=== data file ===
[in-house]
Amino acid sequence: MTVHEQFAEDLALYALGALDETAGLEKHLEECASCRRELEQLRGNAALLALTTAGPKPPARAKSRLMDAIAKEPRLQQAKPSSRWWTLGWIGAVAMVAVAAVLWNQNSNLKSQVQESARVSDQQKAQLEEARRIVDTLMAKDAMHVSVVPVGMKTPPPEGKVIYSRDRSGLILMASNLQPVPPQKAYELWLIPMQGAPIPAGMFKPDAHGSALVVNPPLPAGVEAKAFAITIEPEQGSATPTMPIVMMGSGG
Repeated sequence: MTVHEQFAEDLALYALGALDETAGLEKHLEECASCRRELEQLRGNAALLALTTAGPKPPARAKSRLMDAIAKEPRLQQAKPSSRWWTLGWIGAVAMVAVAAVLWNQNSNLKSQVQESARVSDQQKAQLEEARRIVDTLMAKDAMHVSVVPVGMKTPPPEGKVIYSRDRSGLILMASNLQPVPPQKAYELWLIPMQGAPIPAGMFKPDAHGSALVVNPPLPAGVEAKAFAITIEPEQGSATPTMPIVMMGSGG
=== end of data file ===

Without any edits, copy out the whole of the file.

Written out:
[in-house]
Amino acid sequence: MTVHEQFAEDLALYALGALDETAGLEKHLEECASCRRELEQLRGNAALLALTTAGPKPPARAKSRLMDAIAKEPRLQQAKPSSRWWTLGWIGAVAMVAVAAVLWNQNSNLKSQVQESARVSDQQKAQLEEARRIVDTLMAKDAMHVSVVPVGMKTPPPEGKVIYSRDRSGLILMASNLQPVPPQKAYELWLIPMQGAPIPAGMFKPDAHGSALVVNPPLPAGVEAKAFAITIEPEQGSATPTMPIVMMGSGG
Repeated sequence: MTVHEQFAEDLALYALGALDETAGLEKHLEECASCRRELEQLRGNAALLALTTAGPKPPARAKSRLMDAIAKEPRLQQAKPSSRWWTLGWIGAVAMVAVAAVLWNQNSNLKSQVQESARVSDQQKAQLEEARRIVDTLMAKDAMHVSVVPVGMKTPPPEGKVIYSRDRSGLILMASNLQPVPPQKAYELWLIPMQGAPIPAGMFKPDAHGSALVVNPPLPAGVEAKAFAITIEPEQGSATPTMPIVMMGSGG